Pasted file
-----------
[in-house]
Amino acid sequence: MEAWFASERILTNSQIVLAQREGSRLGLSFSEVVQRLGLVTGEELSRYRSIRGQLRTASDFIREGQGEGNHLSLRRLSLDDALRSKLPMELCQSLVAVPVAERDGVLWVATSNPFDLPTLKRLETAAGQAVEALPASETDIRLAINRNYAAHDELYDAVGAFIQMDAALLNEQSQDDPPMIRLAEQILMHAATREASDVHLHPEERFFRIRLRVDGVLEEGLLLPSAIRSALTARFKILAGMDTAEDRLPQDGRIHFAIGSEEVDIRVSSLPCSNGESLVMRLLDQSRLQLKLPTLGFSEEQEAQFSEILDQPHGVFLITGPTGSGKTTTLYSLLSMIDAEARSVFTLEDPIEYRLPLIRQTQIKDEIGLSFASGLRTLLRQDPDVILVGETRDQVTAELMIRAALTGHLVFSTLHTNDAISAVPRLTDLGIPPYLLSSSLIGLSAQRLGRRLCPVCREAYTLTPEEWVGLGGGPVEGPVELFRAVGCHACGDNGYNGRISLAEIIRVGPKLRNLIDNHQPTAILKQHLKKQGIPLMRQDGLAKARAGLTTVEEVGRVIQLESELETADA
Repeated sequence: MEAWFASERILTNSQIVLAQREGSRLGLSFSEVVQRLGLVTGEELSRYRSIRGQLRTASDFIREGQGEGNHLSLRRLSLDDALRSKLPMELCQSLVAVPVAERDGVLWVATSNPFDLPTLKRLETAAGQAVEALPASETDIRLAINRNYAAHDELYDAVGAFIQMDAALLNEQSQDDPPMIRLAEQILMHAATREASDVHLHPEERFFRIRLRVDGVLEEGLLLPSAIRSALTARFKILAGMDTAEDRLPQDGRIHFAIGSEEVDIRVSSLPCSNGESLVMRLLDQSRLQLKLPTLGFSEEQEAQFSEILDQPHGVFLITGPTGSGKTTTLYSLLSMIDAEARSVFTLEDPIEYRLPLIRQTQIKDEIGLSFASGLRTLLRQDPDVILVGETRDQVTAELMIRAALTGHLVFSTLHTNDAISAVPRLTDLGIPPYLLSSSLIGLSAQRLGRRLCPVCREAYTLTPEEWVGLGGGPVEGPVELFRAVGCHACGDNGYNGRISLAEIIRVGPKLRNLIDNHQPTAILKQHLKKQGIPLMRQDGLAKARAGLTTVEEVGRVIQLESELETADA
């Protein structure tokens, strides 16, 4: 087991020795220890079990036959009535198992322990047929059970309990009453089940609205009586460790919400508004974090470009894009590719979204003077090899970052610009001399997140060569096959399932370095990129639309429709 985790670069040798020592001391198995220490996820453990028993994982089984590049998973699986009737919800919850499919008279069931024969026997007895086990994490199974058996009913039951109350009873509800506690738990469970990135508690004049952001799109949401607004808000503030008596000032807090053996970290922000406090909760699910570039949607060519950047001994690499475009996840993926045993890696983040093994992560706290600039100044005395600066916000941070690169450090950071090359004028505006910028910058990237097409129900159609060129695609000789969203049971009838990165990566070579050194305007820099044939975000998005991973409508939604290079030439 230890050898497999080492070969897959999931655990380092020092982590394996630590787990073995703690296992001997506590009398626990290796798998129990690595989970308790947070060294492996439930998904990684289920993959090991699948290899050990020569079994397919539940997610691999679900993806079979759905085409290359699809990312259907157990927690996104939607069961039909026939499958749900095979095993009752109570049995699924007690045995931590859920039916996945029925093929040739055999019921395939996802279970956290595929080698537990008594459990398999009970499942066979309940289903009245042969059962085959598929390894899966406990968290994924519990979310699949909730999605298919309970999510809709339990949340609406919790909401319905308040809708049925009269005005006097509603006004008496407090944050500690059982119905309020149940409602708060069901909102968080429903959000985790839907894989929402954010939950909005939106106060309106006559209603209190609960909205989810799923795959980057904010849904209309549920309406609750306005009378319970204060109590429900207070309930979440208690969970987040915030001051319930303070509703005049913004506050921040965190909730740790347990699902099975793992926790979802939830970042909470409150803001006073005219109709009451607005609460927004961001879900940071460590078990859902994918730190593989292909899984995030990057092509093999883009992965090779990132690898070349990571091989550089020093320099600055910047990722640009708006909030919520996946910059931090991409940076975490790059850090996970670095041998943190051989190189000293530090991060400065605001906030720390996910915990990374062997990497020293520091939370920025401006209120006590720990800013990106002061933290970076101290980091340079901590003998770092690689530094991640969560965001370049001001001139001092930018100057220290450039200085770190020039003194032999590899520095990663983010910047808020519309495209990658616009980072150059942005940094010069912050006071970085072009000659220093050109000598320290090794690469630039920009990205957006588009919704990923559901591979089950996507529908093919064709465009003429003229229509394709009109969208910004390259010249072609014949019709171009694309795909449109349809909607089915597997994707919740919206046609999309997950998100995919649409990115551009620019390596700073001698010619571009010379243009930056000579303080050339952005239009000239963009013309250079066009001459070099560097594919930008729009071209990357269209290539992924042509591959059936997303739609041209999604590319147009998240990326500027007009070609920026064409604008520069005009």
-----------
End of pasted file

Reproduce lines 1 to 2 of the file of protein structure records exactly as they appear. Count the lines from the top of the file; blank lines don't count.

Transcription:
[in-house]
Amino acid sequence: MEAWFASERILTNSQIVLAQREGSRLGLSFSEVVQRLGLVTGEELSRYRSIRGQLRTASDFIREGQGEGNHLSLRRLSLDDALRSKLPMELCQSLVAVPVAERDGVLWVATSNPFDLPTLKRLETAAGQAVEALPASETDIRLAINRNYAAHDELYDAVGAFIQMDAALLNEQSQDDPPMIRLAEQILMHAATREASDVHLHPEERFFRIRLRVDGVLEEGLLLPSAIRSALTARFKILAGMDTAEDRLPQDGRIHFAIGSEEVDIRVSSLPCSNGESLVMRLLDQSRLQLKLPTLGFSEEQEAQFSEILDQPHGVFLITGPTGSGKTTTLYSLLSMIDAEARSVFTLEDPIEYRLPLIRQTQIKDEIGLSFASGLRTLLRQDPDVILVGETRDQVTAELMIRAALTGHLVFSTLHTNDAISAVPRLTDLGIPPYLLSSSLIGLSAQRLGRRLCPVCREAYTLTPEEWVGLGGGPVEGPVELFRAVGCHACGDNGYNGRISLAEIIRVGPKLRNLIDNHQPTAILKQHLKKQGIPLMRQDGLAKARAGLTTVEEVGRVIQLESELETADA